What else do chickens eat apart from their own poop?

bull frog

It’s no secret that chickens are opportunistic eaters and will sample just about anything that fits in their beaks. However, their diet can extend far beyond their standard fare of seeds, vegetables, and occasional feces. Your friendly backyard chickens may be more adventurous eaters than you thought! Let’s look at some unusual items chickens might snack on and whether they’re good for them.


Chickens have been known to hunt and eat mice when given the opportunity. Despite sounding rather gruesome, this is perfectly natural behavior and part of their omnivorous diet. Eating mice provides a protein boost for chickens. However, it’s crucial to remember that any rodents can potentially carry diseases, so it’s not an item you want to provide for them intentionally.

Read More: Do Chickens Eat Mice? Unveiling The Surprising Truth


Surprisingly, chickens can and will eat scorpions. They are generally impervious to the scorpion’s sting, and consuming them doesn’t seem to have any adverse effects. However, larger scorpions could potentially cause harm, so it’s not something to actively encourage.

Read More: Do Chickens Eat Scorpions? An Unexpected Food Chain Link


Chickens will happily snatch up a small frog if it hops into their path. The consumption of frogs can be a good source of protein, but frogs may also carry parasites or toxins, particularly if they are not local to your area.

Read More: Do Chickens Eat Frogs? Unraveling The Surprising Truth


Like frogs and mice, lizards are considered tasty protein snacks by chickens. While they can eat them without harm, it’s best to discourage this behavior if you notice them becoming a regular part of their diet, as lizards can carry diseases or parasites.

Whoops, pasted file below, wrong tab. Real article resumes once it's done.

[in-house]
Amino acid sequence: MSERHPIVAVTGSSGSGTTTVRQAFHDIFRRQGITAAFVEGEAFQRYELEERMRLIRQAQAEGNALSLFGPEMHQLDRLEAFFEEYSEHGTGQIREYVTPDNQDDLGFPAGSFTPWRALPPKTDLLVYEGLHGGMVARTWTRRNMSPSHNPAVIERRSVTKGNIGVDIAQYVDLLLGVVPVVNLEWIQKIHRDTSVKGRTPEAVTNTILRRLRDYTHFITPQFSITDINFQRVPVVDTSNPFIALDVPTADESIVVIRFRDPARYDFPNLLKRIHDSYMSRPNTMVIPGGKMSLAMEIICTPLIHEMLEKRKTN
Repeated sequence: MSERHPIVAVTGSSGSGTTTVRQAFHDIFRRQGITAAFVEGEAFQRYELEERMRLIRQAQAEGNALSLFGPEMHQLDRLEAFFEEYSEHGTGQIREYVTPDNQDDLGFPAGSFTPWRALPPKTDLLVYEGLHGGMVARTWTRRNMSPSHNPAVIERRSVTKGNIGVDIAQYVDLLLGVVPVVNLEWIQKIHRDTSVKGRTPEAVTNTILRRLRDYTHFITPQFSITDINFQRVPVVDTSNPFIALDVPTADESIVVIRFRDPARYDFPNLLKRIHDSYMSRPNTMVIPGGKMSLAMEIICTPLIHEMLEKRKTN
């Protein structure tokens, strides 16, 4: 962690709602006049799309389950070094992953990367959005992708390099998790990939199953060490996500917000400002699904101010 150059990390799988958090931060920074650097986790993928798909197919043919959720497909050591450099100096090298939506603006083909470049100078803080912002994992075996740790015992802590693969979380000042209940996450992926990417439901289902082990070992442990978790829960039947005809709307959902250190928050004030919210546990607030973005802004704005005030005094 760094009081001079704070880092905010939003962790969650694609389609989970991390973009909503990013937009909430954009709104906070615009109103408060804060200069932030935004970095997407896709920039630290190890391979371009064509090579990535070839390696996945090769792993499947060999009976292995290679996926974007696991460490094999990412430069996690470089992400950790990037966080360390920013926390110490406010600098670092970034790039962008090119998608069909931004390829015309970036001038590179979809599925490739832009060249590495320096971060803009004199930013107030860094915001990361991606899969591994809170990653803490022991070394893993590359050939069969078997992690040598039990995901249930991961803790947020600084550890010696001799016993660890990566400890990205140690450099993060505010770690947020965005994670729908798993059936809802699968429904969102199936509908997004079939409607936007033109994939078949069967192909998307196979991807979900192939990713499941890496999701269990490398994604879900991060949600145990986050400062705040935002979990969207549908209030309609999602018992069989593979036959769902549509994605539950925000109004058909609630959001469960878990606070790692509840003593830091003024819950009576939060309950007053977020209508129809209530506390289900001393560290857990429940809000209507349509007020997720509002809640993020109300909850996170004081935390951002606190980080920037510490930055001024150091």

Read More: Do Chickens Eat Lizards? Unveiling The Predator Side Of Poultry


While it may seem shocking, chickens can indeed eat small snakes. However, larger snakes can pose a threat to chickens themselves! It’s a rare occurrence and not something to worry about unless you live in an area with a high snake population.

Read More: Do Chickens Eat Snakes? Unveiling The Truth Behind The Myth

Do chickens eat their own poop – final thoughts

We’ve journeyed together through the gritty details of a question that might have had you clucking in confusion: Do chickens eat their own poop? As it turns out, while it’s not a part of their daily pecking order, chickens might occasionally find themselves nibbling on their droppings. Whether it’s a simple case of mistaken identity, nutritional deficiencies, or a cry for a cleaner coop, it’s a behavior that can be addressed with some mindful chicken-keeping practices.

From tweaking their dietary needs to maintaining their living spaces and even providing them with a little chicken-friendly entertainment, keeping your feathered friends away from this undesirable habit is a doable task. Remember, a happy chicken is a healthy chicken, and that means no poop for supper!